#MaiBhi could be Pakistan’s turning point

Someone asked feminist icon, Gloria Steinem, what she would say to the concerns that the #MeToo is worrying men that women have too much power that they are now abusing. The #MeToo campaign was launched to call out sexual misconduct in the US. Her response was the proverbial middle finger to all men with such concerns. Which is befitting. For the longest time, no one believed women when they were abused or were victims of unwanted sexual advance at workplaces and their homes. Now finally with #MeToo and particularly the #MosqueMeToo, led my Mona Elthanawy, there is a realization that women from the Muslim world carry a voice too. Women are now not just believed but they have got the power to dismantle the power equation.

This has made men uncomfortable and frankly, they should be because they have been beneficiaries of a system that has devalued women’s voices. Hollywood’s launching of the #TimesUp movement that calls out sexism in Hollywood has been largely successful in women taking center stage, asking for more powerful roles and demanding more women-centric storylines. What we saw in this year’s Golden Globe awards was a few good men wearing the #TimesUp pin showing solidarity and giving women the limelight they deserve. It is indeed time for them to wear the pin in silence and mute themselves.

The Pakistani Lux Style awards, known mostly for its glitz and glamour are now reemerging with a feminist theme, localized version of #MeToo called #MaiBhi. Led by fashion veteran Fareeeha Altaf the event will have special performances and speeches of women in the Pakistani entertainment industry with stories to tell of abuse and survival. A telling feature of the positive impact of such a move is that women who are silenced elsewhere, villages and small towns, will have the inspiration to speak up. Designers, artists, and actresses have come out and spoken about the abuse they faced, both as children and as adults by their religious teachers, cooks, cousins and bosses. This lets women across Pakistan understand that owning the label of a survivor is important, but so is embracing the label of a victim.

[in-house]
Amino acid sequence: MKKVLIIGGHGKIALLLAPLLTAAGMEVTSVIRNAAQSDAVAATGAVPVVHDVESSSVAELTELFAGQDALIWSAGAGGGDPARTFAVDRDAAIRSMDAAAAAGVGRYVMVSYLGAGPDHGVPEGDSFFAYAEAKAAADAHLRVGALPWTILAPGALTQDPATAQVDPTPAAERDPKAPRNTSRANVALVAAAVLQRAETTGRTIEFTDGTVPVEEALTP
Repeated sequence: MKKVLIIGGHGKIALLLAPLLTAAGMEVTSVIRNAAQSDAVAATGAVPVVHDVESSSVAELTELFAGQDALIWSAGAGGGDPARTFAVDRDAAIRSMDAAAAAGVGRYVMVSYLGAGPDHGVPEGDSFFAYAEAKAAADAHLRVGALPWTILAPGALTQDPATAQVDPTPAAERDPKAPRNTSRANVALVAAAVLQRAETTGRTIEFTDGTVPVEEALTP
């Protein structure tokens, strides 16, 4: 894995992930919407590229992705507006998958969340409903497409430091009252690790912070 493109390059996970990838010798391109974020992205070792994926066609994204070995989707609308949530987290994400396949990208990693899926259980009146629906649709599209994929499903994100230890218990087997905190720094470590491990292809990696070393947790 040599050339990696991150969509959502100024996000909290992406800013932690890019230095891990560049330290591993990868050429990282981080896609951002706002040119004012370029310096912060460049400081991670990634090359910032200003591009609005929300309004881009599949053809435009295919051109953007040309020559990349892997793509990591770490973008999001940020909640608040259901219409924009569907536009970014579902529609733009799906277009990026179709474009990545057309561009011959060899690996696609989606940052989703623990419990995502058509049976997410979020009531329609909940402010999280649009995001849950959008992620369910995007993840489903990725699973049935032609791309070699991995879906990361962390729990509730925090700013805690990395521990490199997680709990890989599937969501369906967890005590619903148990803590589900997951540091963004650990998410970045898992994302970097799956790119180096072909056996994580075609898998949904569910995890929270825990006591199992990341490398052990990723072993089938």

The shame is not these celebrities who have been abused, the shame is the perpetrators. When we successfully establish this, we will begin to change the tide. My biggest concern when the recent Zainab rape and murder case happened was that the backlash demanded that girls are protected from men’s monstrous lust. This perpetuates rape culture even more. Several of our talk shows, the morning talk shows particularly took on a very misogynist tones, asking parents to protect girls more, asking people to turn towards a more religious outlook, asking girls to be sexualized by cloaking them – all except the important message that this violence against women and girls happens because there is no equality of sexes, because there is segregation, because there is discrimination and because of patriarchy.

What remains to be seen at the Lux Style Awards is if the messaging is nuanced enough to turn away from victim blaming and demands that women have their power back. What also remains to be seen is if the fashion and entertainment industry owns up to the issues that are intrinsic to it – body shaming, the perpetuation of archaic gender roles and the reinforcement of the beauty myth, that women have to be beautiful to be desirable and that the standard is set here. Above all, they need to take on the issue of colorism. The notion that fair skinned Pakistani women are better in value than bronze skinned ones. These are all problems that this industry has done next to nothing to fix. Sadly. So it remains to be seen if women, in addition to calling out the abuses of men, also understand that they need to stop twirling around to what is a male-defined culture of what it means to be a worthy woman.

This is a huge opportunity that I feel the women of this industry can redefine once and for all, enter 2018 with the momentum of their #MeToo sisters world over.

It starts with dictating to the corporates. Commercialism is blind to the perils of women. It will reinforce the patriarchy of patriarchy sells, it will make the women in advertisements cook and clean and obsess about homemaking even when the responsibility for a good modern home rests on both men and women. Pakistan’s corporates are sinister and have pushed back the women’s movement by mass advertising the traditional roles of women. The Lux Style Awards, therefore, can be a turning point in handing the agenda-setting to feminist women themselves.

#MaiBhi needs to grow, not shrink. Kudos to these women’s efforts and here’s to more truth-telling. Here’s to making more men uncomfortable, Gloria Steinem style.

 

 

 

 

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